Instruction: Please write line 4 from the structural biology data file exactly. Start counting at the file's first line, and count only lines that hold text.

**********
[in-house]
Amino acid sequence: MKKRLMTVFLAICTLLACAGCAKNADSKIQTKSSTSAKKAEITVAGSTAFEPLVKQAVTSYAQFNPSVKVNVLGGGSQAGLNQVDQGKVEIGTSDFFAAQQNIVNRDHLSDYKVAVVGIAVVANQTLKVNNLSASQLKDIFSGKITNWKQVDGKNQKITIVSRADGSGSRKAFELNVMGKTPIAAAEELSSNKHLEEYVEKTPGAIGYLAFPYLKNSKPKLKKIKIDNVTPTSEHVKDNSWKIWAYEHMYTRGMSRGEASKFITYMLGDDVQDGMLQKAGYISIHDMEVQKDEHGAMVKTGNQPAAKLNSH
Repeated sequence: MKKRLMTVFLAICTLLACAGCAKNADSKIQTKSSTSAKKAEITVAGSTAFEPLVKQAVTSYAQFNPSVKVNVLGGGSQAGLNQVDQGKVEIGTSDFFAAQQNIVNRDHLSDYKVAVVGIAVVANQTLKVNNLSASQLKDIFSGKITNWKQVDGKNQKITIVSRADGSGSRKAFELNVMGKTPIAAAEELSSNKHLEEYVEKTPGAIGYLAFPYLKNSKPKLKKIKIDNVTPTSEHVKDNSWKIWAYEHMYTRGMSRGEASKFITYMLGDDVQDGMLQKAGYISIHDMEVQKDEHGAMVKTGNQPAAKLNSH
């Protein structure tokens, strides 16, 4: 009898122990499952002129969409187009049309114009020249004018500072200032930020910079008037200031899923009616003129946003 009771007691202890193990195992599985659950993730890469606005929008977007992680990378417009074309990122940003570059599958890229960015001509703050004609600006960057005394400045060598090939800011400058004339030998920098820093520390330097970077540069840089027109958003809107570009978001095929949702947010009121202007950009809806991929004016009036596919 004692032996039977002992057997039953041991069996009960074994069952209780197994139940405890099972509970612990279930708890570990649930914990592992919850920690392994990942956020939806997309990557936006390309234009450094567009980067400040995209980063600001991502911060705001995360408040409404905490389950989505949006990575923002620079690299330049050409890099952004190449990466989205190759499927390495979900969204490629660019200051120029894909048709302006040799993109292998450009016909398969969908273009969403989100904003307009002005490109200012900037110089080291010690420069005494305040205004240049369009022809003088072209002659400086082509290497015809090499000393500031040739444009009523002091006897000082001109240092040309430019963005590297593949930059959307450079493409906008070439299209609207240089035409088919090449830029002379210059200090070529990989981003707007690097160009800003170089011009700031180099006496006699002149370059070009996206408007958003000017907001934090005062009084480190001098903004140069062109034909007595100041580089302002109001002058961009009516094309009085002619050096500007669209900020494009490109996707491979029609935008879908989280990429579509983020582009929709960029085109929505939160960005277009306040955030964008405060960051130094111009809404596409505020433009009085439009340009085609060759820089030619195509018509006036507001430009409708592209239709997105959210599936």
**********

């Protein structure tokens, strides 16, 4: 009898122990499952002129969409187009049309114009020249004018500072200032930020910079008037200031899923009616003129946003 009771007691202890193990195992599985659950993730890469606005929008977007992680990378417009074309990122940003570059599958890229960015001509703050004609600006960057005394400045060598090939800011400058004339030998920098820093520390330097970077540069840089027109958003809107570009978001095929949702947010009121202007950009809806991929004016009036596919 004692032996039977002992057997039953041991069996009960074994069952209780197994139940405890099972509970612990279930708890570990649930914990592992919850920690392994990942956020939806997309990557936006390309234009450094567009980067400040995209980063600001991502911060705001995360408040409404905490389950989505949006990575923002620079690299330049050409890099952004190449990466989205190759499927390495979900969204490629660019200051120029894909048709302006040799993109292998450009016909398969969908273009969403989100904003307009002005490109200012900037110089080291010690420069005494305040205004240049369009022809003088072209002659400086082509290497015809090499000393500031040739444009009523002091006897000082001109240092040309430019963005590297593949930059959307450079493409906008070439299209609207240089035409088919090449830029002379210059200090070529990989981003707007690097160009800003170089011009700031180099006496006699002149370059070009996206408007958003000017907001934090005062009084480190001098903004140069062109034909007595100041580089302002109001002058961009009516094309009085002619050096500007669209900020494009490109996707491979029609935008879908989280990429579509983020582009929709960029085109929505939160960005277009306040955030964008405060960051130094111009809404596409505020433009009085439009340009085609060759820089030619195509018509006036507001430009409708592209239709997105959210599936």